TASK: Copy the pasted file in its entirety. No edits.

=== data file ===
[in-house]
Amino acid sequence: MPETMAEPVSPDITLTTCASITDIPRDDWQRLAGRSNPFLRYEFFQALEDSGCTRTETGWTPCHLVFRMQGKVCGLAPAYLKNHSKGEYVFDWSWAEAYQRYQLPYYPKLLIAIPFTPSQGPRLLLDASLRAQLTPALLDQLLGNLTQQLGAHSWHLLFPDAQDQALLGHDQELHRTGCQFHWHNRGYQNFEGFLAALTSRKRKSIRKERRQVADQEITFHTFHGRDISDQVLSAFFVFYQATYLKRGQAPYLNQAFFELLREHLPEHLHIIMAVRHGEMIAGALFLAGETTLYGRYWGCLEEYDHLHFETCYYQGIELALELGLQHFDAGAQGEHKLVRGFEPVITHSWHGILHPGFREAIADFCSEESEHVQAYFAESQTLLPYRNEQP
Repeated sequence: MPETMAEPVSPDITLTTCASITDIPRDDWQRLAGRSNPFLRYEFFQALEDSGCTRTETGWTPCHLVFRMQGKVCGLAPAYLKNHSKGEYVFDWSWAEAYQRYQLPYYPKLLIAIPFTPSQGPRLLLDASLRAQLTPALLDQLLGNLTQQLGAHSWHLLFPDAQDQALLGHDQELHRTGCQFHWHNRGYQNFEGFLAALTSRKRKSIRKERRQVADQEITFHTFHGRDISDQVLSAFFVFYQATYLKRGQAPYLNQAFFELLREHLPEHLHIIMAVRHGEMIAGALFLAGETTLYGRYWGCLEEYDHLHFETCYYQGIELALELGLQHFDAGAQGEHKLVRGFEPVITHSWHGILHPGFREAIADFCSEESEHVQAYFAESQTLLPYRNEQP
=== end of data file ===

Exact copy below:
[in-house]
Amino acid sequence: MPETMAEPVSPDITLTTCASITDIPRDDWQRLAGRSNPFLRYEFFQALEDSGCTRTETGWTPCHLVFRMQGKVCGLAPAYLKNHSKGEYVFDWSWAEAYQRYQLPYYPKLLIAIPFTPSQGPRLLLDASLRAQLTPALLDQLLGNLTQQLGAHSWHLLFPDAQDQALLGHDQELHRTGCQFHWHNRGYQNFEGFLAALTSRKRKSIRKERRQVADQEITFHTFHGRDISDQVLSAFFVFYQATYLKRGQAPYLNQAFFELLREHLPEHLHIIMAVRHGEMIAGALFLAGETTLYGRYWGCLEEYDHLHFETCYYQGIELALELGLQHFDAGAQGEHKLVRGFEPVITHSWHGILHPGFREAIADFCSEESEHVQAYFAESQTLLPYRNEQP
Repeated sequence: MPETMAEPVSPDITLTTCASITDIPRDDWQRLAGRSNPFLRYEFFQALEDSGCTRTETGWTPCHLVFRMQGKVCGLAPAYLKNHSKGEYVFDWSWAEAYQRYQLPYYPKLLIAIPFTPSQGPRLLLDASLRAQLTPALLDQLLGNLTQQLGAHSWHLLFPDAQDQALLGHDQELHRTGCQFHWHNRGYQNFEGFLAALTSRKRKSIRKERRQVADQEITFHTFHGRDISDQVLSAFFVFYQATYLKRGQAPYLNQAFFELLREHLPEHLHIIMAVRHGEMIAGALFLAGETTLYGRYWGCLEEYDHLHFETCYYQGIELALELGLQHFDAGAQGEHKLVRGFEPVITHSWHGILHPGFREAIADFCSEESEHVQAYFAESQTLLPYRNEQP